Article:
In the account of the arrest of Christ, there is a particular and rather curious event that is mentioned by only one of the four Evangelists. The story is told by St. Mark in these words: “Then all his disciples left him and fled. And a certain young man was following him, having a linen cloth wrapped around his naked body, and they seized him. But leaving the linen cloth behind, he fled away from them naked.” (Mk. 14:50)
Since Mark is the only Evangelist to record this circumstance, it is fairly well accepted by Scripture scholars that the young man referred to was St. Mark himself. It was common among the Evangelists to relate transactions in which they themselves took part without mentioning their own names. An added bit of proof that it was Mark himself who started out to follow Christ at the time of His false arrest and then deserted under the most embarrassing circumstance, is due to the fact that Mark did much the same after the resurrection. It was in his very marrow to be an enthusiastic starter but an easily discouraged person.
When St. Paul and St. Barnabas set out on their missionary journey they were attended by Mark. As long as they were sailing across blue waters and as long as they were in the island of Cyprus, Mark stuck with them. Even while they traveled along the coast of Asia Minor, Mark was their minister. But the moment they went up into the island countries, among the rocks and the mountain streams, among robbers and crude natives, Mark left them. How tragically sad this whole missionary story would be if it ended there. But it did not end there. Mark, by the grace of God and the example and counsels of Barnabas, rose to the occasion and went back to his missionary work and later we find him working with St. Paul, who called him in fond words – “My fellow laborer” (Phil. 24). The vacillating Mark became Mark the martyr, for he was martyred for the faith in Alexandria in Egypt.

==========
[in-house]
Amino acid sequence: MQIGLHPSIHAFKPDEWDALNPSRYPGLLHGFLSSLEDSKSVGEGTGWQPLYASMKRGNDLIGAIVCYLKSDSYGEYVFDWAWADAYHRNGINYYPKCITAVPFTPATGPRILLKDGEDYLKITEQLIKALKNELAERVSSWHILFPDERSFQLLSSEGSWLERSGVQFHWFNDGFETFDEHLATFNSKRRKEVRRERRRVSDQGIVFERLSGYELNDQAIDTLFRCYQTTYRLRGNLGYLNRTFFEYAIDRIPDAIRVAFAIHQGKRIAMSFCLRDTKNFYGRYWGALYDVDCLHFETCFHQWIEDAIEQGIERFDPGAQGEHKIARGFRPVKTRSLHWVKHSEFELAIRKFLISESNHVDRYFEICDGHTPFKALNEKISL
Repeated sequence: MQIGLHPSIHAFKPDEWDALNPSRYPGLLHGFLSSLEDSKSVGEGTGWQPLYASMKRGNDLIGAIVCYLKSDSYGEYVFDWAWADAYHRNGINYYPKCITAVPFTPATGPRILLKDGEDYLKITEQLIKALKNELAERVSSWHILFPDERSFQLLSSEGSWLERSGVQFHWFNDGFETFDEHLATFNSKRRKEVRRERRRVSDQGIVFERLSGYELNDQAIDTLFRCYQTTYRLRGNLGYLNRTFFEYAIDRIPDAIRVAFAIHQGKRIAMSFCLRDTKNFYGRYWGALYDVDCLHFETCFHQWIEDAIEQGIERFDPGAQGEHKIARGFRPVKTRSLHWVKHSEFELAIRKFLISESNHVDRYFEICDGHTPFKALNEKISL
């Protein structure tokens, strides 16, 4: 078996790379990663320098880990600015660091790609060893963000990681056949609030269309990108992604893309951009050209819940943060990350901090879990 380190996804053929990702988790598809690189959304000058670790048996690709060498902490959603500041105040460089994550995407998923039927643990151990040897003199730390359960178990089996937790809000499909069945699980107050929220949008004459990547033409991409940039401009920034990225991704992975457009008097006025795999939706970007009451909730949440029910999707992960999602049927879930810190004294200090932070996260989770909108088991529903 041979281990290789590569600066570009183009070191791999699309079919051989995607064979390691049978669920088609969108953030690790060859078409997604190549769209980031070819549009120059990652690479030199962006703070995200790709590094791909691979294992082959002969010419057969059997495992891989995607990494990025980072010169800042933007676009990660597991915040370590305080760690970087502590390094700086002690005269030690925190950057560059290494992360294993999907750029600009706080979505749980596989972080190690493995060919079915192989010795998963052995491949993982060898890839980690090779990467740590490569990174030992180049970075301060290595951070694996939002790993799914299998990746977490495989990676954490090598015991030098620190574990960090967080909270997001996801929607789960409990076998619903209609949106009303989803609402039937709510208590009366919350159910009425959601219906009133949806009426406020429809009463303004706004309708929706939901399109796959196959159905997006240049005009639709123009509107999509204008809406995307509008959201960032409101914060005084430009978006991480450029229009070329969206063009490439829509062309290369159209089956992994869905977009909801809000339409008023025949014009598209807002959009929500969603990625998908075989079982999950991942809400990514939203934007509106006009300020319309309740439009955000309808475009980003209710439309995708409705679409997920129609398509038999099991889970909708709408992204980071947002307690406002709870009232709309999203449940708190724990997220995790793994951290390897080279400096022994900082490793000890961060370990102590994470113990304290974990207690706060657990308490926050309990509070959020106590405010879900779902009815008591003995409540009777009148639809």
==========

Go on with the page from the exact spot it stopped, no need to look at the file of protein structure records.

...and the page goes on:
Two powerful lessons come to us from the story of St Mark; first, Mark in his youth may have followed Christ without counting the cost. He was impetuous. He dashed out to the assistance of Christ at the moment of His arrest. Not until he was seized by a soldier as a follower and associate of Christ did he realize that he of all the disciples had ventured too close and with too much false zeal and without the necessary accompanying virtue of prudence. It was not till Mark stood naked before His master and heard the jeers of the soldiery who saw him make his escape that he realized his folly in relying on his own strength. It was then that he was emptied of his vanity.
The second lesson from the gospel story of Mark should be one of great encouragement for sinners. Mark had made some good starts but he had failed miserably; yet he did not become discouraged even when the great St. Paul refused to trust him after his debacle of the missionary journey he had made in the company of Paul and Barnabas. Paul refused to take him on the second trip. Barnabas, on the other hand, had faith in him and he made good. If you have made good starts, if you have weakened in your Lenten resolutions, take them up again with courage. With men we are given few chances. But God is patient and merciful. Forget the past and look with new hope to the future.